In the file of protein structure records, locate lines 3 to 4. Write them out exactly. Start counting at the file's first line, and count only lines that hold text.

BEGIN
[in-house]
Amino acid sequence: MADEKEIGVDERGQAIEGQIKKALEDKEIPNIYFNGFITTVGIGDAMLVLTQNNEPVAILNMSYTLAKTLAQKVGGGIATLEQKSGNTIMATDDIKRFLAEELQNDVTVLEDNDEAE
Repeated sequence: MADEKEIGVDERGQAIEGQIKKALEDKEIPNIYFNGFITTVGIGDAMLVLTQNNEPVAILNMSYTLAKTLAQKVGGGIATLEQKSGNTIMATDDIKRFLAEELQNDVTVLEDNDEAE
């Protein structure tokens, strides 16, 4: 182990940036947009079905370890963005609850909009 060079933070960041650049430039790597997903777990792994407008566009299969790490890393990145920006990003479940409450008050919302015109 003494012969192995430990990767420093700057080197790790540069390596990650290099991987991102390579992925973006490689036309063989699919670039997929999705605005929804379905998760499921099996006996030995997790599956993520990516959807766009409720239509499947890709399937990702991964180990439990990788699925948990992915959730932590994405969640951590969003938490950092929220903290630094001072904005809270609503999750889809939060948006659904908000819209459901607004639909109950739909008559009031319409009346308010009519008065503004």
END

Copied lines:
Repeated sequence: MADEKEIGVDERGQAIEGQIKKALEDKEIPNIYFNGFITTVGIGDAMLVLTQNNEPVAILNMSYTLAKTLAQKVGGGIATLEQKSGNTIMATDDIKRFLAEELQNDVTVLEDNDEAE
């Protein structure tokens, strides 16, 4: 182990940036947009079905370890963005609850909009 060079933070960041650049430039790597997903777990792994407008566009299969790490890393990145920006990003479940409450008050919302015109 003494012969192995430990990767420093700057080197790790540069390596990650290099991987991102390579992925973006490689036309063989699919670039997929999705605005929804379905998760499921099996006996030995997790599956993520990516959807766009409720239509499947890709399937990702991964180990439990990788699925948990992915959730932590994405969640951590969003938490950092929220903290630094001072904005809270609503999750889809939060948006659904908000819209459901607004639909109950739909008559009031319409009346308010009519008065503004």